Products Liability Law Daily Big tobacco cannot relitigate $2.125M damage award during punitive damages remand
Wednesday, September 16, 2020

Big tobacco cannot relitigate $2.125M damage award during punitive damages remand

By Pamela C. Maloney, J.D.

The remand of an Engle-progeny case on the sole issue of punitive damages did not require retrial of issues that resulted in award of over $2.1 million to a former smoker’s widow.

The widow of an ex-smoker who died of lung cancer caused by a 50-year addiction to cigarettes containing nicotine was entitled to a trial limited to the issue of punitive damages, the U.S. Court of Appeals for the Eleventh Circuit ruled, rejecting big tobacco’s claim that a remand for a trial on the issue of punitive damages also required relitigation of the liability issues that already had been resolved in the widow’s favor. The decision affirmed the jury’s compensatory damages award in the amount of $2,125,000, which the tobacco company was ordered to pay, along with interest, without delay (Sowers v. R.J. Reynolds Tobacco Co., September 15, 2020, Carnes, E.).

The widow of a Florida resident who had died from lung cancer caused by his long addiction to cigarettes successfully sued a number of tobacco companies/cigarette manufacturers, including R.J. Reynolds Tobacco Company and Philip Morris USA, Inc., for her husband’s wrongful death. After determining that: (1) the deceased was a member of the Engle class; (2) addiction to cigarettes containing nicotine was the legal cause of his death; and (3) smoking R.J. Reynolds’ cigarettes was the legal cause of his lung cancer and death, the jury awarded the widow $4.25 million in compensatory damages. This amount was reduced to $2.125 million based on the jury’s finding that the deceased and R.J. Reynolds were each 50 percent at fault. The jury rejected the widow’s claims for fraudulent concealment and conspiracy to fraudulently conceal, finding that the deceased smoker’s reliance on any statements concerning the health effects and/or addictive nature of cigarette smoking made by the tobacco companies was not a legal cause of his death [see Products Liability Law Daily’s February 13, 2015 analysis].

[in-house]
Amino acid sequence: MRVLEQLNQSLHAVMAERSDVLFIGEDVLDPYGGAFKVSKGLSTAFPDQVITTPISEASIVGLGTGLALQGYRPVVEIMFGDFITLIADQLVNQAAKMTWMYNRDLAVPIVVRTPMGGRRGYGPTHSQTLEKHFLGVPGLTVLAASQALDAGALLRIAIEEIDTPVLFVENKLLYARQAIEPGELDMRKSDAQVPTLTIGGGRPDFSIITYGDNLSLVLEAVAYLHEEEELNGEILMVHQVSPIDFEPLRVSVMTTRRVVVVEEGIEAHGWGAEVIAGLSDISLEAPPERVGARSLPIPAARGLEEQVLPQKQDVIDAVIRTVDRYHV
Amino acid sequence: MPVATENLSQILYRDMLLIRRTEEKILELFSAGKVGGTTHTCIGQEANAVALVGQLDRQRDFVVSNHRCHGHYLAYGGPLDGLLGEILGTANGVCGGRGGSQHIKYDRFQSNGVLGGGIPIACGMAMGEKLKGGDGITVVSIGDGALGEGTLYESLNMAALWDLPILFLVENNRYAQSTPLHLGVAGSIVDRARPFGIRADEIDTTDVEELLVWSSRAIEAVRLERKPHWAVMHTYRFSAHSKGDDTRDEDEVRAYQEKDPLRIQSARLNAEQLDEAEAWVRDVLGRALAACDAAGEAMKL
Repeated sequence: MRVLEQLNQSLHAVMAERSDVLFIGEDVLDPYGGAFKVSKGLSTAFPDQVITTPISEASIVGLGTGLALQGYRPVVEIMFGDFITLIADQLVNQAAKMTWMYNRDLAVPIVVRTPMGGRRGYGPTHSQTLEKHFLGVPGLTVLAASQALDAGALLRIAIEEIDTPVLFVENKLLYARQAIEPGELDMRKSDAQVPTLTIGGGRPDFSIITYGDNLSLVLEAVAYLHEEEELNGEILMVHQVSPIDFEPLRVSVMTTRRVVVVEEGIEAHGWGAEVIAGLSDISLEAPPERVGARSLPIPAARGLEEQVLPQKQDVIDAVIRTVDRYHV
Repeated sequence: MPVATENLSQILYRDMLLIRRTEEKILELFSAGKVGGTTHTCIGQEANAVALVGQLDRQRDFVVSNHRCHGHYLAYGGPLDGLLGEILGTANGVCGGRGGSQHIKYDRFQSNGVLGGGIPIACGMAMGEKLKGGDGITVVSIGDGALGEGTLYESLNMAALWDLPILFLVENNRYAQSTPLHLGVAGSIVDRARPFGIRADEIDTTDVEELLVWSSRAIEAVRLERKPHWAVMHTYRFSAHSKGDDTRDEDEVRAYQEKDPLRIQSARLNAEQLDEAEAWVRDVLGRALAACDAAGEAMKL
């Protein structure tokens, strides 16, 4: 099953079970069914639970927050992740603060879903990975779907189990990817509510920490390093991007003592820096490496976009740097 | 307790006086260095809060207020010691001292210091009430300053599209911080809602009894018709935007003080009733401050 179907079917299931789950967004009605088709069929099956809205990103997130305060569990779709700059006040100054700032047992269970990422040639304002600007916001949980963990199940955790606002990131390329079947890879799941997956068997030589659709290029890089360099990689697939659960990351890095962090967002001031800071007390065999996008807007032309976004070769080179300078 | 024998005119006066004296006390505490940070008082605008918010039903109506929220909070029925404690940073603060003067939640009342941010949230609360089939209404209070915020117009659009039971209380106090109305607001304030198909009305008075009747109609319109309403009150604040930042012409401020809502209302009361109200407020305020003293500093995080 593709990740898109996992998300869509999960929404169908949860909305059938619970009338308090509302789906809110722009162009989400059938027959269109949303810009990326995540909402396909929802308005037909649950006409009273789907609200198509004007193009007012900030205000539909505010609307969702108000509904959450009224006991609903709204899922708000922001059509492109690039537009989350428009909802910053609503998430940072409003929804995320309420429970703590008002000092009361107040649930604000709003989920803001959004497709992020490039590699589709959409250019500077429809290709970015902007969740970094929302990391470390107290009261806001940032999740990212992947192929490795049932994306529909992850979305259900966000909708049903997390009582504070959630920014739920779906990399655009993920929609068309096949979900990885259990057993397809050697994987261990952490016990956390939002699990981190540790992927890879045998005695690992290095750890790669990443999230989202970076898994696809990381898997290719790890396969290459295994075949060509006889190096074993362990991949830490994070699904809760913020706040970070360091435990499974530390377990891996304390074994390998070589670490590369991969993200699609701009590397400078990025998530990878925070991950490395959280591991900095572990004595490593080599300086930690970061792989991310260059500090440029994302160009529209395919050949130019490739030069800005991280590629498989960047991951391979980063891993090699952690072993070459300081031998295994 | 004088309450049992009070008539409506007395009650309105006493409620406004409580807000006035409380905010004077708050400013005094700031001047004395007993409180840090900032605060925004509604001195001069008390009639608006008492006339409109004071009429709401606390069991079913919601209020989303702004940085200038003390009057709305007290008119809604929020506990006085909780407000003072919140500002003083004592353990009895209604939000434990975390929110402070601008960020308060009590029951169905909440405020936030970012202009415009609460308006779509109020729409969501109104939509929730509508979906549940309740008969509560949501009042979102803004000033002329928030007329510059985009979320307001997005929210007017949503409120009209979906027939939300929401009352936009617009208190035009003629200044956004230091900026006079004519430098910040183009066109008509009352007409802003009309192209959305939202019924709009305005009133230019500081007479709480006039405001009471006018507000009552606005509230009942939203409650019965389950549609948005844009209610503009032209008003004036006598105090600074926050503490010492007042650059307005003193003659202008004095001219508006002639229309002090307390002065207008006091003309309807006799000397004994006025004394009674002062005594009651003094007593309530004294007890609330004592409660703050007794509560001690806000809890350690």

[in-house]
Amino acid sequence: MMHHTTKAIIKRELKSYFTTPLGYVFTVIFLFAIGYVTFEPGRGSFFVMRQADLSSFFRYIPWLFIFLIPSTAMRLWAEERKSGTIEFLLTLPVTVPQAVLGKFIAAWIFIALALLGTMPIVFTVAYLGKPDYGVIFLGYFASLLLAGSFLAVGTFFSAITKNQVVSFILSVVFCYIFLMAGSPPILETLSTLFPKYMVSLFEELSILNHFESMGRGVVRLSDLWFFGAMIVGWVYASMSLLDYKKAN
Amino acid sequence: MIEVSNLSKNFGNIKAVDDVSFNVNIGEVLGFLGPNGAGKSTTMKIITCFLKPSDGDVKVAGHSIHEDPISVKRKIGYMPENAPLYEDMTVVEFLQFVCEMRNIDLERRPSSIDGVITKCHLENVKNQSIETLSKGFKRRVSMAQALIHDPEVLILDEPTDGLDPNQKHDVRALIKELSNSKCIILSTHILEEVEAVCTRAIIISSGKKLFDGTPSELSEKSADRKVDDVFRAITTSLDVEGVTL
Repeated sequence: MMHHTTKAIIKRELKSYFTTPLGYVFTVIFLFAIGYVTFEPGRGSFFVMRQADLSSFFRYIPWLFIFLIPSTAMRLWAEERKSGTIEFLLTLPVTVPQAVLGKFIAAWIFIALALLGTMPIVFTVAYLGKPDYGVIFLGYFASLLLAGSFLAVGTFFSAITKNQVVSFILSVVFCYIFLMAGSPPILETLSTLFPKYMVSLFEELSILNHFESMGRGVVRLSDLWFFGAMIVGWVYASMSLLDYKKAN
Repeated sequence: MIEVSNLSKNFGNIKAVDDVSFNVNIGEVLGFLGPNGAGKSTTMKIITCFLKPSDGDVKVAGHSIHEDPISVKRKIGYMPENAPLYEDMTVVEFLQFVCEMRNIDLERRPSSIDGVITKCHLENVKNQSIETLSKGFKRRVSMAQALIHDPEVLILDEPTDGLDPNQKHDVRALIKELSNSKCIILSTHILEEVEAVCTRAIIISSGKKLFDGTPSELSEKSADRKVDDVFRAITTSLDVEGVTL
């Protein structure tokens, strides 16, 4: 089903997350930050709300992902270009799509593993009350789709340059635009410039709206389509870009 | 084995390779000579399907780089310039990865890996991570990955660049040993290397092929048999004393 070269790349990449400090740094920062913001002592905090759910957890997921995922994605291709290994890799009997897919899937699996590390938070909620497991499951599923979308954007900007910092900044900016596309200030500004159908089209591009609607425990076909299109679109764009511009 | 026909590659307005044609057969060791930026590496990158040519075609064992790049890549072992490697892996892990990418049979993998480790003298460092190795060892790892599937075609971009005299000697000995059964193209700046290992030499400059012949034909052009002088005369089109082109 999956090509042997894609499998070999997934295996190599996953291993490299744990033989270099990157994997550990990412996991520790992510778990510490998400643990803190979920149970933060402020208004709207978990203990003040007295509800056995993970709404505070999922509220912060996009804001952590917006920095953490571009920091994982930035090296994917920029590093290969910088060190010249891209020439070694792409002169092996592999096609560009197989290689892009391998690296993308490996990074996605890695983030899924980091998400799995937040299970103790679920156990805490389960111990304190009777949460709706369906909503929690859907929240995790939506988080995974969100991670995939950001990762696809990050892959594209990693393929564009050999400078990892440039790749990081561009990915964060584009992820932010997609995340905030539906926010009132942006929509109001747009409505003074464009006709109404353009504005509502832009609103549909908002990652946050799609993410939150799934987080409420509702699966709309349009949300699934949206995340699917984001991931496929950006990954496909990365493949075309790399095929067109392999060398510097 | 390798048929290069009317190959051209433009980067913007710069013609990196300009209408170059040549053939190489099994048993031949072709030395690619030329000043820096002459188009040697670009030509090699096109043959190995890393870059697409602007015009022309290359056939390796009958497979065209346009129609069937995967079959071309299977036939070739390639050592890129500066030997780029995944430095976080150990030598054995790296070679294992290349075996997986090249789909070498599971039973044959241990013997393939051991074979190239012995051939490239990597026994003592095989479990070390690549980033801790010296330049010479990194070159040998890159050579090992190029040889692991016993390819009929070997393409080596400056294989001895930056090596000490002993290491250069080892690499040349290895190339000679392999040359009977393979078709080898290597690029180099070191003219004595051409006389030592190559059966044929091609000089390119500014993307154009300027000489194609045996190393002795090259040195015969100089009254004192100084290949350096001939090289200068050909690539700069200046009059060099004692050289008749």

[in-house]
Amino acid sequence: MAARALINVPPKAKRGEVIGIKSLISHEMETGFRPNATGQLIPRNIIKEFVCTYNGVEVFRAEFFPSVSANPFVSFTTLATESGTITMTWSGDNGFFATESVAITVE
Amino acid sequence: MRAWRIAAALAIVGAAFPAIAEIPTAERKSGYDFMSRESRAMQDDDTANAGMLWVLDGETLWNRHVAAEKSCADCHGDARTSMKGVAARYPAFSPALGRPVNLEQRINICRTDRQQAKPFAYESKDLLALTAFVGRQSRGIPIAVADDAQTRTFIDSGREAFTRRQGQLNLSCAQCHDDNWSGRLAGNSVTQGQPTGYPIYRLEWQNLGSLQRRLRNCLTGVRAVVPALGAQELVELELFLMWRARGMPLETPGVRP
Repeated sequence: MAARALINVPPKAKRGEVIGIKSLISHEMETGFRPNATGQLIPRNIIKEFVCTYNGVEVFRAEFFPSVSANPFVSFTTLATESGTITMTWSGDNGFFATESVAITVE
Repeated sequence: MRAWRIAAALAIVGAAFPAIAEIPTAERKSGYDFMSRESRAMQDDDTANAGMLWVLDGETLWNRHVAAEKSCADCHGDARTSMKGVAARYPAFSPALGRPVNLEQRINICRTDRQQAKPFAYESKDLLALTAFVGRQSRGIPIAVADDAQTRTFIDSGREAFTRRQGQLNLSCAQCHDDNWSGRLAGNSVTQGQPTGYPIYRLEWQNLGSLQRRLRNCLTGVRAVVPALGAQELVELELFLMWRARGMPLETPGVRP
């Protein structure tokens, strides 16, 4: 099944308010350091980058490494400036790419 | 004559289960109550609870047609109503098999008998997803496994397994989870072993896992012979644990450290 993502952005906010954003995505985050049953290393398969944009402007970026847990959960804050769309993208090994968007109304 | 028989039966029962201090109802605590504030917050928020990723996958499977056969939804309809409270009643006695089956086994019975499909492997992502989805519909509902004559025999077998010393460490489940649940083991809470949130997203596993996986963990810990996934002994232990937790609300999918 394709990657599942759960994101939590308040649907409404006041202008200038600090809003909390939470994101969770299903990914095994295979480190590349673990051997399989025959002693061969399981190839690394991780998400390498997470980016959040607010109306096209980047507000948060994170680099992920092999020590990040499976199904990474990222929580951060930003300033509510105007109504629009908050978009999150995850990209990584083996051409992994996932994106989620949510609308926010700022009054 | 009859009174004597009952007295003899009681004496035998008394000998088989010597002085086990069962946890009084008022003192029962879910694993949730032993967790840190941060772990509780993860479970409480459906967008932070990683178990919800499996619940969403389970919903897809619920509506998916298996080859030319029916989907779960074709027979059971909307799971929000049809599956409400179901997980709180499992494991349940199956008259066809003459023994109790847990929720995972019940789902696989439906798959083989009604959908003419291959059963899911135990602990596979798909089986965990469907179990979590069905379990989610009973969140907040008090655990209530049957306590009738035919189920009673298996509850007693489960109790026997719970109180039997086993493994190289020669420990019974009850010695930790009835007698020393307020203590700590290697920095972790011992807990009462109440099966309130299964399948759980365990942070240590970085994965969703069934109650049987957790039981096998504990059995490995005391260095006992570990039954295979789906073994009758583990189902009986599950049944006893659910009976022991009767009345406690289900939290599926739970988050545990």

R.J. Reynolds appealed, seeking a new trial on the trial court’s exclusion of marital-discord evidence as irrelevant because it had occurred long before the deceased developed lung cancer and was unfairly prejudicial. The widow cross-appealed, seeking a new trial on the issue of punitive damages, which had not been presented to the jury during the first trial.

Evidence of marital discord. The marital-discord evidence R.J. Reynold’s sought to introduce involved the couples’ divorce and remarriage more than 20 years before the smoker’s death. According to the court of appeals, the jury had heard extensive evidence about the deceased’s long history of alcohol abuse and how it had harmed the couple’s marriage. Although evidence of the couple’s marital discord could have affected how the jury viewed the widow’s testimony about her husband and could have given the jury a fuller understanding of the couple’s many years of life together, the probative value of the marital-discord evidence did not outweigh its prejudicial value given that it involved the couple’s divorce, which had occurred more than two decades earlier. In addition, it was duplicative of the evidence the jury heard with regard to how the deceased’s heavy drinking had adversely affected his marriage.

Punitive damages trial. In reliance on a 2013 Florida District Court of Appeal ruling, the lower court had held that punitive damages were not available on negligence and strict liability claims on which the widow had prevailed, but were only available on the claims based on fraudulent concealment and conspiracy to fraudulently conceal, on which she had not prevailed. However, after the trial was over, the Florida Supreme Court in Soffer v. R.J. Reynolds Tobacco Co., [see Products Liability Law Daily’s March 17, 2016 analysis] held that Engle-progeny plaintiffs like the widow in this case could pursue punitive actions on all claims properly raised in their individual actions, thereby reversing the decision upon which the lower court had relied. Thus, the widow was entitled to a remand for purposes of a trial on the issue of whether she should receive punitive damages.